or: “How to do things wrong.”
I pre-ordered so that I could reserve a handle and get some posters and other junk I’ll give away later on.
I tooled around calling EB’s support people to get my confirmation code which never arrived. Afterwards, I had to fill out a support form on Activision’s support site. There is the following troubleshooting FAQ entry that makes things slightly more confusing as mail isn’t marked as spam on Gmail, but is actually refused delivery.
I mentioned the following to them:
Customer – 09/03/2007
Validation information never arrives.
Actually it’s because your systems people don’t know how to configure their internet services. Friends of mine have had to whitelist their email servers to get your mail because your reverse dns is not configured correctly. I specified a gmail address for my email and it never arrived because of this.
My validation code is the following:
I requested the handle of [a handle here].
I believe I used the email address of email@example.com
I don’t know what else has happened as I haven’t been able to get any more information do to your misconfigured servers.
I should mention the following to outline the advanced solutions for people who run their own mail:
02:10 <@nyt> yeah, told you, gotta whitelist the ip block
02:10 <@nyt> their reverse dns doesnt work
02:11 <@nyt> 22.214.171.124/24
02:12 <@nyt> i had to modify my reverse dns checking code
02:12 <@nyt> to allow me to add entries for retards
02:12 <@nyt> to get the mail from them
I don’t have access to manage gmail.com, which I used in this case, so I have a small problem.
The bigger problem is that Activision is screwing up their game launch by not configuring their mail servers correctly resulting in customers not being able to register and alienating fans loyal enough to buy the game on the name alone.
So I pose this question. If you outsource your IT services and management to someone who screws things in a way non-nerds will not be able to detect in a timely manner. How much of a risk to that is your brand in contingency planning dollars?
It gets even more interesting when the staff at Activision doesn’t know who is even maintaining this stuff, nor do they seem to have any responsibility over it. Here’s some back and forth to illustrate:
Response (Nick Bee) – 09/03/2007 03:12 PM
Thank you for taking the time to contact us here at Activision. We do not have access to the pre-order website nor do we run it. I’ll try to forward this on to the appropriate department to have them notify the webhost.
I respond again:
Customer – 09/03/2007 04:52 PM
I see. You may wish to inform them of their technical problems and consider running it in-house in the future.
Whom should I contact regarding this if not Activision? I’m not clear if my tag has been reserved which was the whole point of preordering for me.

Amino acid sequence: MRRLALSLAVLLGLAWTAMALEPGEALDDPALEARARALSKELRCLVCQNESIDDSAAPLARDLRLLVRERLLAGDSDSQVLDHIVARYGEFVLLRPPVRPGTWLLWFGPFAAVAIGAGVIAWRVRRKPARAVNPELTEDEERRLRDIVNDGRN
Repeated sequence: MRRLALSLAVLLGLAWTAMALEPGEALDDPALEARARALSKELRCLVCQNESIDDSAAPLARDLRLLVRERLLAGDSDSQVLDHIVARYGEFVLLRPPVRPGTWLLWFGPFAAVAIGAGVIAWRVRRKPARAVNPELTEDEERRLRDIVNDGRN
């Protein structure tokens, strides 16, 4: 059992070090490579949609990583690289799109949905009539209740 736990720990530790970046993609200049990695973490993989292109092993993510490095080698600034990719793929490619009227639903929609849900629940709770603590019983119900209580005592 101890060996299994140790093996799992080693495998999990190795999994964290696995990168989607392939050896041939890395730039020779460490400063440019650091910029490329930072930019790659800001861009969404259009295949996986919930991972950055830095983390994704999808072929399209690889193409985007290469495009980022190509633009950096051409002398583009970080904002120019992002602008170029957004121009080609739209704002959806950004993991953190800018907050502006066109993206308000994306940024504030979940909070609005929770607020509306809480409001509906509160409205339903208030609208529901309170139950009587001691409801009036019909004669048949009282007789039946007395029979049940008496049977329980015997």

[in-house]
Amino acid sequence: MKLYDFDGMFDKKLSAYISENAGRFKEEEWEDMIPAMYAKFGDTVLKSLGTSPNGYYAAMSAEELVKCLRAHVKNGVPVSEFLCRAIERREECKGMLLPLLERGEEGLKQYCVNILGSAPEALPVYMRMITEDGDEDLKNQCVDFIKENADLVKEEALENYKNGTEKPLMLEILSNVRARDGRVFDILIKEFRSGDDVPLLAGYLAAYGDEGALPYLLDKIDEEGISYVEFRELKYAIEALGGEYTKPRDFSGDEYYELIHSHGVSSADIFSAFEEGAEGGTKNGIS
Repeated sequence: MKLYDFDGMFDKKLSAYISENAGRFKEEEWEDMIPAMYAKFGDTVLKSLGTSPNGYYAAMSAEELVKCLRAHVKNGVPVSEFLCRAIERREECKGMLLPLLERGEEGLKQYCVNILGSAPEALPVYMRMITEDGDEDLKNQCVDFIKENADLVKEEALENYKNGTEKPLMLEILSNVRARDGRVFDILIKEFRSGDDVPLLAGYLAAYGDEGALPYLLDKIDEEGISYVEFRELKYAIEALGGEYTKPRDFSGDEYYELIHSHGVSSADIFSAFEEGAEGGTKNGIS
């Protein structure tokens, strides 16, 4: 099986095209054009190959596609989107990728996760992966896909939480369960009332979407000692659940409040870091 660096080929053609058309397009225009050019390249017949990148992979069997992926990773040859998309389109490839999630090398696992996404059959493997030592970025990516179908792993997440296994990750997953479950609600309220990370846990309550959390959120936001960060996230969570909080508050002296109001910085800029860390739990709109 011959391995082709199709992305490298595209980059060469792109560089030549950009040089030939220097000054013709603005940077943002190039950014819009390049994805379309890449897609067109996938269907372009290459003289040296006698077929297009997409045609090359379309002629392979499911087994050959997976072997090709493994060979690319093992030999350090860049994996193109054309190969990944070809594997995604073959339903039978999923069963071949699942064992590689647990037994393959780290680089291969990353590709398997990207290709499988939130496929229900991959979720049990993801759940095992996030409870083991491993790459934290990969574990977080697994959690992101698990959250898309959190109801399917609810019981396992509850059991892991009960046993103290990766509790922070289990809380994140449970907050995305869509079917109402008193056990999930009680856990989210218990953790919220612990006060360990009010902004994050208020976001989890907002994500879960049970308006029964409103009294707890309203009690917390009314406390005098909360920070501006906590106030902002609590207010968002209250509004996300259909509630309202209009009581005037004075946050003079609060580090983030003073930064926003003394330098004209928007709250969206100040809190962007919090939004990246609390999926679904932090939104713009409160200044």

Response (Nick Bee) – 09/03/2007 08:33 PM
Generally it isn’t apparent who the host is, it isn’t even apparent to us. In this case, it might be more useful to contact the developers, Splash Damage. http://www.splashdamage.com/ They have community forums.
With the type of budgets behind games lately, you would think someone would have a handle on these details.
It isn’t like game developers are a bunch of clueless luddites after all.
Update: Someone else stepped in and resent my codes to me.
Response (Kirk McNesby) 09/06/2007 06:46 PM
The only reason we need a valid email address is that the confirmation email you receive has directions on how to link your retail cd key to the pre-order account.
I’ve gone ahead and changed the email address to [censored] and re-sent the confirmation.
Let me know if you get it this time.
Sorry again for our initial handling of this issue and I’m extremely sorry that the issue came up in the first place. A hyphenated email address should be acceptable and I’ll see if I can do anything about making that happen (if not now for the future).
Here’s what I said in followup:
Customer 09/06/2007 07:16 PM
I have logs of attempted delivery for [censored] which was killed by antispam since it’s not using a real MTA.
Your mailserver was whitelisted manually after greylisting, and mail was then accepted.
Sep 6 22:03:04 hostname qmail: 1189130584.780261 info msg 1179652: bytes 1892 from
<firstname.lastname@example.org> qp 26780 uid 310
Since your servers are now whitelisted, you can close this ticket as my mail is now delivered.
I strongly advise you to fix the way you send mail.
Not a big deal as long as it gets resolved eventually, but a good example of making support difficult (and wasting a lot of time for everyone) when your developers or sysadmins misbehave.
If you don’t run your own email server, this may be a difficult problem to get around.